Structural integrity is paramount in nuclear safety issues. Following the Fukushima accident (March 2011), questions about the resurgence in nuclear energy and worries about operational safety have once again come to the forefront of the news. It is obvious that dealing with safety as well as public relations are both very important topics in the nuclear industry, as the political, social and a ‘nervously-oriented’ media scrutiny always influence the governmental decision-makers who have the duty to balance public concerns with the need to guarantee energy production.
The UK, being one of the early pioneers of civil nuclear build, chose the Advanced Gas Cooled Reactor design. This operates at high temperatures and where aggressive environments such as creep, oxidation and corrosion drastically reduce components’ safe lives. Resulting from this, during the early years of operation under the-then Central Electricity Generating Board (CEGB) and later British Energy, the UK nuclear industry embarked on a pragmatic approach to develop advanced safety codes. This approach aimed to make as certain as possible that these plants would run safely under an extended lifetime without endangering public safety. As a result, the UK now leads the world through its advanced hands-on approach in day-to-day safety of the plants.
Since the 1970s, Imperial College has been a major contributor in the field – supported by CEGB, British Energy and now EDF Energy (UK). At present, Imperial is an international leader in the research and development of novel fracture mechanics concepts and safety methodologies using a multidisciplinary micro/meso/macro approach for predicting remaining life.
In 2008, Imperial College – in collaboration with EDF Energy – officially established a ‘High Temperature Centre’ in the Mechanical Engineering Department. The facility has state-of-the-art and advanced equipment in a new laboratory area at the South Kensington Campus, London. The research identifies case-specific testing analyses that are carried out in the laboratories and that help develop structural integrity models using detailed material properties. The results are validated with data from actual components in order to increase confidence in using the methodologies.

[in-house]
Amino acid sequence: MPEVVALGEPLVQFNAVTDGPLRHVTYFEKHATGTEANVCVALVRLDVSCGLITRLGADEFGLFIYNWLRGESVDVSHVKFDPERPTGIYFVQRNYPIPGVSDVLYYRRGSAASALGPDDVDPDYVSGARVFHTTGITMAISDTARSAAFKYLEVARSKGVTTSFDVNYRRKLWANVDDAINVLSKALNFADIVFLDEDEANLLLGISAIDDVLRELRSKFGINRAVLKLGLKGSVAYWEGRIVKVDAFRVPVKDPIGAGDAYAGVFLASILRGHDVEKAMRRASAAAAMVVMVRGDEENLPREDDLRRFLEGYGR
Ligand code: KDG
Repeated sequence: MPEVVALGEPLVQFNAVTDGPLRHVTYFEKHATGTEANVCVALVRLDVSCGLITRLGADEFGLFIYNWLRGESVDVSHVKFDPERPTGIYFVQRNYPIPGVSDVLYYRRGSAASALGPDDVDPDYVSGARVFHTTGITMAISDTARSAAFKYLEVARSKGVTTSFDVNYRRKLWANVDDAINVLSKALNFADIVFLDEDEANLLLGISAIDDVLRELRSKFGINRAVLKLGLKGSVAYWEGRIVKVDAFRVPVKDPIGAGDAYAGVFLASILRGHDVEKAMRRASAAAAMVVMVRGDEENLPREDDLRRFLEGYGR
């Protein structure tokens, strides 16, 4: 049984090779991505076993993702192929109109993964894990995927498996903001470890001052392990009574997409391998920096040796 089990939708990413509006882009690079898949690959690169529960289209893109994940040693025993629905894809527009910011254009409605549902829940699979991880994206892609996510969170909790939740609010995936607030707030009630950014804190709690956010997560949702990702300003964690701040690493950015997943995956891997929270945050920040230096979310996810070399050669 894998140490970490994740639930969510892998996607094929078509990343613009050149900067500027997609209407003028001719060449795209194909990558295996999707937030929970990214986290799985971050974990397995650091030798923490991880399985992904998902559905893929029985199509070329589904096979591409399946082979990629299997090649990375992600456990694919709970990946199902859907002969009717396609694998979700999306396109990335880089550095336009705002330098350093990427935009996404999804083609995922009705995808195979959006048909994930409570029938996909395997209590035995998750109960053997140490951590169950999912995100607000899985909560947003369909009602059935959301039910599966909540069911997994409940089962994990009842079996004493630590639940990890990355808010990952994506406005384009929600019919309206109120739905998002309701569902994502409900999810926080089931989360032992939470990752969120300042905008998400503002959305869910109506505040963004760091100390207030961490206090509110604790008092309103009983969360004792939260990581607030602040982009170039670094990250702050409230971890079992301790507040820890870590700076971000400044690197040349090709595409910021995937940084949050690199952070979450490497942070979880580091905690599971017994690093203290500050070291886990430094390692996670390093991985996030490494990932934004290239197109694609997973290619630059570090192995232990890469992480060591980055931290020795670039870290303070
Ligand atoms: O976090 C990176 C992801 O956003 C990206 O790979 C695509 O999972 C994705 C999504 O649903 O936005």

The research areas are shown schematically in the diagram below, highlighting the testing, modelling and validation methods that are used in the structural integrity approach carried out by the group. Based on fracture mechanics methods, the modelling uses models ranging from sub-grain size to macro simulations, continuum damage mechanics, numerical multi-scaling, virtual testing and probabilistic life prediction methodologies to improve methodologies for establishing the safe life of critical components.
The results are implemented in international codes and standards that the industry uses for safe operations. The Versailles Project on Advanced Material and Standards (VAMAS) – a pre-standardisation committee – takes this information from members and makes early recommendations to improve the codes. These codes include the relevant fracture mechanics documents which have and are being developed in ISO, ASTM, ASME, BSI, EDF Energy’s R5/R6 and many other focused codes of practices.
The work is being developed by an expert team of academics, supported by students, who are all a part of a wider Imperial College Nuclear Grouping. The fundamental research carried out at Imperial filters through to new design and international safety codes, which are continually being developed, improved and validated at a national and international level. This centre, in collaboration with EDF Energy (UK) and supported by the Royal Academy of Engineering, leads the field internationally in extending the boundaries for predicting safe life in the nuclear industry.